Friday, July 3, 2009

On the Road Again

In a special session that started Wednesday, the Texas Legislature is considering a public/ private partnership for building toll roads in Texas. The proposal is meeting great resistance, and appears that it won't pass.

Proponents argue that such partnerships are necessary as tax and bond money is inadequate to meet the state's infrastructure needs. Opponents argue that, according to the Chronicle,
the state — and drivers — get the short end of the stick when private companies get decades-long deals to collect tolls.

Not surprisingly, both sides are wrong, but not for the reasons currently being cited. Public/ private "partnerships" are nothing of the sort. When government is involved, government is in control. As Ayn Rand wrote:
"Partnership" is an indecent euphemism for "government control." There can be no partnership between armed bureaucrats and defenseless private citizens who have no choice but to obey.

Of course, there will be businessmen who love these types of "partnerships". The businessman gets a monopoly and is shielded from competition. He is virtually guaranteed a profit because drivers will have few options--the state will simply avoid building any alternative routes. In this sense, drivers don't get the short end of the stick, they get beat with it.

The solution is a completely free market in roads--no government involvement of any sort. Allow private businesses to build roads with their own money. If they succeed, they benefit. If they fail, they suffer the consequences. And taxpayers won't have to spend a dime.

Some may argue that private roads are impractical, that private businesses could not acquire the land necessary to build toll roads across Texas. The state must promote the "public welfare" and use eminent domain powers to seize the necessary land. (The "public welfare" argument can be, and has been, used to justify anything, including lynching blacks, gassing Jews, and filling gulags. In principle, if it is acceptable to violate rights to promote the "public welfare", the nature of those violations is a mere detail.)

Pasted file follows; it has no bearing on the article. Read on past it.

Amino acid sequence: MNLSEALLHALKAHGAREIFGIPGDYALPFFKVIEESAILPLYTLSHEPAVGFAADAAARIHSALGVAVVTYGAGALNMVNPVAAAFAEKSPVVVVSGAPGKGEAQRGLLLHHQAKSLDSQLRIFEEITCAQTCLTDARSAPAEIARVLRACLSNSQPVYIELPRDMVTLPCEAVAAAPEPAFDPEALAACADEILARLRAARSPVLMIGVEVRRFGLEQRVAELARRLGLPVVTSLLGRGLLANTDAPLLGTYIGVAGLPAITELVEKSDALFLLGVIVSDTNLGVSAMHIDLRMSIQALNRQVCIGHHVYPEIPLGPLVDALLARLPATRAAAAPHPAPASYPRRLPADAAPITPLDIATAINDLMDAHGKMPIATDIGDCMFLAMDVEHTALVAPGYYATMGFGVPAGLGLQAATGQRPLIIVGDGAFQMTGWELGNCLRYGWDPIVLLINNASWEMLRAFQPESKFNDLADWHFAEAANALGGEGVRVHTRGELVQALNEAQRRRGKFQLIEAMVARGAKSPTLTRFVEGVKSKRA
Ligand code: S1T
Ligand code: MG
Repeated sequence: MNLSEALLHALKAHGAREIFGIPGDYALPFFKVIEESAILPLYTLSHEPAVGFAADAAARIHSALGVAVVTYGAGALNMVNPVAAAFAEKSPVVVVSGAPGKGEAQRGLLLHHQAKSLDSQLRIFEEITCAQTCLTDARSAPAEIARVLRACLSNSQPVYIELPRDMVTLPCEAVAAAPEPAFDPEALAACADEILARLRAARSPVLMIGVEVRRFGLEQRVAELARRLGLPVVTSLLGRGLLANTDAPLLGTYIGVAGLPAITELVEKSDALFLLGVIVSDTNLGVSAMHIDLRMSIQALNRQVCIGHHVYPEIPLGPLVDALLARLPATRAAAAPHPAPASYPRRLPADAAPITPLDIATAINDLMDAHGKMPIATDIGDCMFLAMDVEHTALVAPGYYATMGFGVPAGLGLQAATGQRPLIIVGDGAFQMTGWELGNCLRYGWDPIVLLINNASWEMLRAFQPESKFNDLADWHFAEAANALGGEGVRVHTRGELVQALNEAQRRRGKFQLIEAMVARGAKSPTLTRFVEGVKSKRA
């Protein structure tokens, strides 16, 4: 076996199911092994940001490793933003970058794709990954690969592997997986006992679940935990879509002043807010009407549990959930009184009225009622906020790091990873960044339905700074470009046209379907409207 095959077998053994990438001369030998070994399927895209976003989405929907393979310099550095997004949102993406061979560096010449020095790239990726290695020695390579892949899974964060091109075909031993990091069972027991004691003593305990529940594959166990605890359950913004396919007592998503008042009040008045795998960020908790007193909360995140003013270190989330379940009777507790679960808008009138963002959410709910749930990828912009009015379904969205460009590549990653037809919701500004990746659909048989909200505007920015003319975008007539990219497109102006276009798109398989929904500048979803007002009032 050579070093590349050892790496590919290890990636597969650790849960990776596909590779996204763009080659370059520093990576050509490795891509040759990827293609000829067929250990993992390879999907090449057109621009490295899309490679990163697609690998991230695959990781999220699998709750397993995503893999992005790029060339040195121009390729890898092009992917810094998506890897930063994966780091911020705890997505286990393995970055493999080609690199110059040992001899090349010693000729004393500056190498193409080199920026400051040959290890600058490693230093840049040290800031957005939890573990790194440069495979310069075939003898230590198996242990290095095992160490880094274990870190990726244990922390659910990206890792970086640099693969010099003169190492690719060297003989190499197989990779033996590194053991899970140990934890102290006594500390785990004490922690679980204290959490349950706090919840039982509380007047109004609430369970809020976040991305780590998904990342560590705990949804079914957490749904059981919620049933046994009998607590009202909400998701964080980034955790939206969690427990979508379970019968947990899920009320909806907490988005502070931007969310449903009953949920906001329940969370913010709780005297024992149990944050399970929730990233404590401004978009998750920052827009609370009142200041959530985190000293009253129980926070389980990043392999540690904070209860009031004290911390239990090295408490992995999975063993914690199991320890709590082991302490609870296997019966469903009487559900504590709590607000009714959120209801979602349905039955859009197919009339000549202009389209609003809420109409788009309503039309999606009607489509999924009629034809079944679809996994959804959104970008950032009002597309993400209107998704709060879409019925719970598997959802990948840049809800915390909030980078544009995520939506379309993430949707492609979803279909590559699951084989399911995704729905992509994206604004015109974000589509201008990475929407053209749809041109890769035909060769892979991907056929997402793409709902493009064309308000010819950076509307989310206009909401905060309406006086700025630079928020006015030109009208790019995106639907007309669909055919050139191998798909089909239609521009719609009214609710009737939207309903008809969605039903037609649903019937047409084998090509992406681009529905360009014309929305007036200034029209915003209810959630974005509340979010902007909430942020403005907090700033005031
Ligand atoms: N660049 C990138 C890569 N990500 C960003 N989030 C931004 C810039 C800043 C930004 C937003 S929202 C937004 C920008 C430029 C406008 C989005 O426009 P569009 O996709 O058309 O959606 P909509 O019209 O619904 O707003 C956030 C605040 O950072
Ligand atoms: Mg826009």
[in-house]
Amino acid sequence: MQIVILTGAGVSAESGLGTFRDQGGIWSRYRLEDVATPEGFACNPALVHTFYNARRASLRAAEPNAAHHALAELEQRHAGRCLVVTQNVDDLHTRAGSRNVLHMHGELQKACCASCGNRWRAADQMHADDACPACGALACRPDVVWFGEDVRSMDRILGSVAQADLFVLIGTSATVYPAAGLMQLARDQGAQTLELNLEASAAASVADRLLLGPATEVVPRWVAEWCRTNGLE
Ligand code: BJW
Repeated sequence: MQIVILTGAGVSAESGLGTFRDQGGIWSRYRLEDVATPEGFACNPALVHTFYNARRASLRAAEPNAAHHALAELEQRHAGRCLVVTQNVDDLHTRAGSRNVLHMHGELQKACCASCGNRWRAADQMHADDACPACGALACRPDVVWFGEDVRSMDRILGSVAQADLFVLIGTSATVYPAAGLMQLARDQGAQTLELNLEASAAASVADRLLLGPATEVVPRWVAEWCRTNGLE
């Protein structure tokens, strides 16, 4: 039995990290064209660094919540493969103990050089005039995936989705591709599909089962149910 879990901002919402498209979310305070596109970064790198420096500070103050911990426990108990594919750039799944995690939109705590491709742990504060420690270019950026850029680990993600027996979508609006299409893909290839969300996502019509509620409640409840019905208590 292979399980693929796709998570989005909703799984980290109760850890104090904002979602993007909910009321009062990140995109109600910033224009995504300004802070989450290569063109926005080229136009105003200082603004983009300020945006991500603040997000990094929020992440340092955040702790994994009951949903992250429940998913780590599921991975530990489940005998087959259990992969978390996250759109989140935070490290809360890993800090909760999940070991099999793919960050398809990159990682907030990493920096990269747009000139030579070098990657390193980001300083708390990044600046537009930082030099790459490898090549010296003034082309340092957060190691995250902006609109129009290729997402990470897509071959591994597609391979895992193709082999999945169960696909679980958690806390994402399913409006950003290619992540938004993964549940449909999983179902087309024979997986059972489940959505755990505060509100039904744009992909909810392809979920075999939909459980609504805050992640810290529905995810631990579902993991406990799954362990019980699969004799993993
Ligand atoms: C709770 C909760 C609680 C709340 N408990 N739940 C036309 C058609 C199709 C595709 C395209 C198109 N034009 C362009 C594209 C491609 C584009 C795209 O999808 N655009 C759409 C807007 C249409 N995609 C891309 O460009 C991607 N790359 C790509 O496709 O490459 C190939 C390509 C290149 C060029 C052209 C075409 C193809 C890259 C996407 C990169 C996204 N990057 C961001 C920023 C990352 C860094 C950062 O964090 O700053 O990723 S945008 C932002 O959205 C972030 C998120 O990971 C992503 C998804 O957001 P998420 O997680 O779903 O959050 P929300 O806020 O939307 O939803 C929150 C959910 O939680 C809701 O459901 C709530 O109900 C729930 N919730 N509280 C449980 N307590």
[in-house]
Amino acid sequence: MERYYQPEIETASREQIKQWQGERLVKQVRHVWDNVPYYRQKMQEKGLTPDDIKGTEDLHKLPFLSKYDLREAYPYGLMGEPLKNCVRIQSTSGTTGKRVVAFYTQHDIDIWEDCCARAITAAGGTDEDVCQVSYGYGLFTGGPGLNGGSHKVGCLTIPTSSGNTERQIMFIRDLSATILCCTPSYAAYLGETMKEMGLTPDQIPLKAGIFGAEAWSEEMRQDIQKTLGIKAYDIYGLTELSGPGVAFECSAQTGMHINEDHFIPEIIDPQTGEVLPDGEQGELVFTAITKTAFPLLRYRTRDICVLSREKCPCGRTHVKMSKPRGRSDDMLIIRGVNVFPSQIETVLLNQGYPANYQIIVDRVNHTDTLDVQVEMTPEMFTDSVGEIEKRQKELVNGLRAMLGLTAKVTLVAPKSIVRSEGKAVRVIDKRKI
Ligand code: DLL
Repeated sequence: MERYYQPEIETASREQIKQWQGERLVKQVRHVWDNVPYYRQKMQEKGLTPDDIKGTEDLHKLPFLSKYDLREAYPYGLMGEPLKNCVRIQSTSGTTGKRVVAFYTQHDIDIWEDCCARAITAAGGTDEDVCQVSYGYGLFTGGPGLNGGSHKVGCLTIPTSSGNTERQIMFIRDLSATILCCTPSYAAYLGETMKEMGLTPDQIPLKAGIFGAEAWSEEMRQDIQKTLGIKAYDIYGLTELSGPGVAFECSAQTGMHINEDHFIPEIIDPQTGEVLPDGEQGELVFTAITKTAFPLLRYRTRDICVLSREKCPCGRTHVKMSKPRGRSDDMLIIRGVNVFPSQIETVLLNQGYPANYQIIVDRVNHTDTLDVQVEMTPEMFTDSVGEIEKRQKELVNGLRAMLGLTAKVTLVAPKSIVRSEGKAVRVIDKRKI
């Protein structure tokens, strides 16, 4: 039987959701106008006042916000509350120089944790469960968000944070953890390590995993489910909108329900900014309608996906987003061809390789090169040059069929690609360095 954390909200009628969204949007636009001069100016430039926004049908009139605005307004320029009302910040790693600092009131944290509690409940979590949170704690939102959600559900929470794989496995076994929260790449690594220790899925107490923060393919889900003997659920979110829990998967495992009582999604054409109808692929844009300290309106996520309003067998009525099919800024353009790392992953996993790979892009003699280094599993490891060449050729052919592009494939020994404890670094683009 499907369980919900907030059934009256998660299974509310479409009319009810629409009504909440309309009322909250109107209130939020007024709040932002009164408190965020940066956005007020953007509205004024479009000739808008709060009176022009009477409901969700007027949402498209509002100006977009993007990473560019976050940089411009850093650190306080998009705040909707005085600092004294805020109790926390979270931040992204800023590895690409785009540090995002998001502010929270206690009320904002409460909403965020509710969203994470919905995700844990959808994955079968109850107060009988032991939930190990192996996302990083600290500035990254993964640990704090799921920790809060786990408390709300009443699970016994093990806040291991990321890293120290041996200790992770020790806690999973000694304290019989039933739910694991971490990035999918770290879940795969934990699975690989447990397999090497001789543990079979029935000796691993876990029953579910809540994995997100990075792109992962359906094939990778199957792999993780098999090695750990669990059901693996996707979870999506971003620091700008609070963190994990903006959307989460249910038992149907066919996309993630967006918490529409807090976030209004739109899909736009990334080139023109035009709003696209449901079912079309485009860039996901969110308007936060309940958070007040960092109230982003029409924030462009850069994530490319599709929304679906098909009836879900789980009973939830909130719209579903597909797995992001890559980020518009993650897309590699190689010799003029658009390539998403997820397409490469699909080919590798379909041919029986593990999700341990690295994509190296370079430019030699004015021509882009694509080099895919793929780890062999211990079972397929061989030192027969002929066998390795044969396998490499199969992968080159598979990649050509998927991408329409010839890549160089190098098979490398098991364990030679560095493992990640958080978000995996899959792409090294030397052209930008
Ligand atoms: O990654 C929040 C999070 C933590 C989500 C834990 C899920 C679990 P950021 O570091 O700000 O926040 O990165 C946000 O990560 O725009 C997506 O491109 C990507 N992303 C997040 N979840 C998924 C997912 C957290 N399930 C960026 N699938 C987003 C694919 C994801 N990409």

Certainly, acquiring the necessary land would be a challenge. So? Simply because some goal is a challenge does not justify violating property rights and seizing private land. If a business determines that building private roads makes sense financially, they will do so. And the cost of acquiring land will be a large part of that consideration. If building roads makes no sense financially, then government certainly shouldn't be using a gun to force taxpayers to support such projects.

Our roadways are a crude example of "the tragedy of the commons". When a resource is "publicly owned" it is over used because the cost is socialized. Absent property rights, an individual user has no incentive to maximize efficient use of the resource. In the case of roadways, the result is congestion. Further, roads and other infrastructure are continual political battles as competing groups fight over where roads should be built.

Rather than seeking public/ private "partnerships", the state government should begin privatizing all state roads, as well as legalizing the construction and operation of private toll roads. If sufficient demand exists for new roads, businessmen and entrepreneurs will seek ways to meet that demand, no matter what the challenges. When motorists see a direct connection between their use of the roadways and their cost, they will be more efficient in their use of the roadways. And then the government will not need to force rail systems down our throats.

Legalizing the construction and operation of private toll roads costs the state and taxpayers absolutely nothing. Businesses can and do provide us with both the essentials and luxuries of life. They can provide our roadways as well. But only if the government gets out of their way.

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